Above the Glass
For hockey fans here in the WHL, Wednesday night is proving to be a Game 7 extravaganza. On the NHL front, some of us are biting our nails because our favorite teams are on the verge of being swept (or not, depending on your team). And here in the Dub, the outcome of two game sevens will determine who will vie for the Western Conference Championship. In Portland, the Winterhawks will face off against the Kamloops Blazers for the chance to advance and defend the title. Across the league, the Tri-City Americans and the Spokane Chiefs will do the same. Sitting here waiting for face off, I started thinking about the Twitter hashtag the boys are using during the playoffs: #allin. If you’ve ever met any of the Portland Winterhawks, you know they mean it. They believe it. And they live it. Shouldn’t we all?
Tuesday night, the Portland Winterhawks set a blitz of new records and racked up a whole scoresheet full of new stats: two players scored two shorthanded goals in one period exactly 33 seconds apart, Brad Ross scored four goals and Taylor Peters racked up all three of his assists on shorthanded goals. But alas, what went up came back down as they fell to a more desperate Kamloops Blazers team 5-4. For my part, I didn’t really need a few more lines or my face or more gray hairs. And I certainly didn’t need a friend telling me this morning that I should chill out because “it’s just a game.” We all know it’s much more than that and playoffs are even bigger; the question of the day is why. If hockey’s just a game and playoffs don’t matter, then how come I just aged about 10 years last night?
On Friday, the Portland Winterhawks will take on the Kamloops Blazers in the second round of the WHL playoffs. It is no ordinary series, this one. The two teams have a history that goes way back, and both boast all sorts of good hockey names, NHL talent and winning records. Portland finished third in the Western Conference this year, right behind the second place Blazers, who ended the season on top of the B.C. Division. I find that when one is getting amped up for a playoff series against an opponent like the Blazers, the top priority is to meet said opponent. So I did. Well, ya’ know, on paper.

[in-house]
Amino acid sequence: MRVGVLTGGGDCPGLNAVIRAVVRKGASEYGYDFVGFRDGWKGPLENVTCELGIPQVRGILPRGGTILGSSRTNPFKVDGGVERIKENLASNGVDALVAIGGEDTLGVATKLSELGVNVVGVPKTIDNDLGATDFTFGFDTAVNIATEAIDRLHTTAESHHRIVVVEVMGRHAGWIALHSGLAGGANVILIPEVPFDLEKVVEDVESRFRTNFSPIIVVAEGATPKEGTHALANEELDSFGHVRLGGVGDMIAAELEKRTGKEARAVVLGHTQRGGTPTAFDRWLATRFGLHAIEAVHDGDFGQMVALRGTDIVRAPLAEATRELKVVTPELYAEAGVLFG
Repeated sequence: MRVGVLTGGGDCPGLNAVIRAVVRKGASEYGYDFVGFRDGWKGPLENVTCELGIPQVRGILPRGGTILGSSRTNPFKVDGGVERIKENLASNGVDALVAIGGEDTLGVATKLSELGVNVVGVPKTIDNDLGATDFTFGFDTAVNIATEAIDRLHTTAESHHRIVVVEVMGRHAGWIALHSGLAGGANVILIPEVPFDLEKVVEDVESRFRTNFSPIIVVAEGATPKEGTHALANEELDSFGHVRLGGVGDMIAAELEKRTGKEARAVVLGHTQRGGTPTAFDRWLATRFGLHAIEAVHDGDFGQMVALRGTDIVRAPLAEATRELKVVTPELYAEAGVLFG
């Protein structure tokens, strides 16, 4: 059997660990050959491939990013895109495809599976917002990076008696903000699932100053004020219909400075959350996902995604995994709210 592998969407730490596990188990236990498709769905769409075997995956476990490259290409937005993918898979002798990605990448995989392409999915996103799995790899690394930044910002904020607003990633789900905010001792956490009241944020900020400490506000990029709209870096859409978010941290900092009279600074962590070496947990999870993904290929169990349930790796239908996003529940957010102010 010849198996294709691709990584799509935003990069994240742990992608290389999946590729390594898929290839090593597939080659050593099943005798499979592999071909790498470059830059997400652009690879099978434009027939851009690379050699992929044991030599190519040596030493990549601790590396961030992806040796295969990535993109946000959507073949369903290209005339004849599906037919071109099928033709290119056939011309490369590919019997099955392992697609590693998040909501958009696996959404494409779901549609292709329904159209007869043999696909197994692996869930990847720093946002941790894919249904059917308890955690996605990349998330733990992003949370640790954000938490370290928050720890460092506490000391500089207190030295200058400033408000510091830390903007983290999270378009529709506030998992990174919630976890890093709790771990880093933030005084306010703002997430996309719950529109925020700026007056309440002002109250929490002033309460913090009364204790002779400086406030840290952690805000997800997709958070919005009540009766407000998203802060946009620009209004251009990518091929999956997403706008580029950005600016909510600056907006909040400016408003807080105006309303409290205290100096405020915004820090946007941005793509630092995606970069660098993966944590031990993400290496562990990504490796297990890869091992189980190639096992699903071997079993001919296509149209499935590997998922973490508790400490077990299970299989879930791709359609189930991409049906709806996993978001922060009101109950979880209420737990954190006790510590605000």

The WHL playoffs got underway this weekend, and less than a week later the Portland Winterhawks are one game away from eliminating the Kelowna Rockets in a 4-game sweep. The Rockets are a is fighting to stay in the series and they will receive reinforcement tonight with the return of Brett Bulmer, who has already served a one-game suspension in Tuesday’s game. Which is deceptive when you realize that he racked up 23 minutes of penalties in Game 2, including three kneeing penalties, the final of which resulted in a game misconduct and the suspension. Did the punishment fit the crime? Of course not. It’s hockey, after all. No one said it was fair. But the bigger issue is player safety; at what point is it clear a player is beyond caring about who he hits or hurts? This is the junior leagues, but the same topic has been just as hot in the NHL. Which got to me to thinking about hits, fights and other on-ice violence: How far is too far? Why do players cross the line into recklessnes and injury to opponents? And how do the people charged with enforcing player safety make the right call?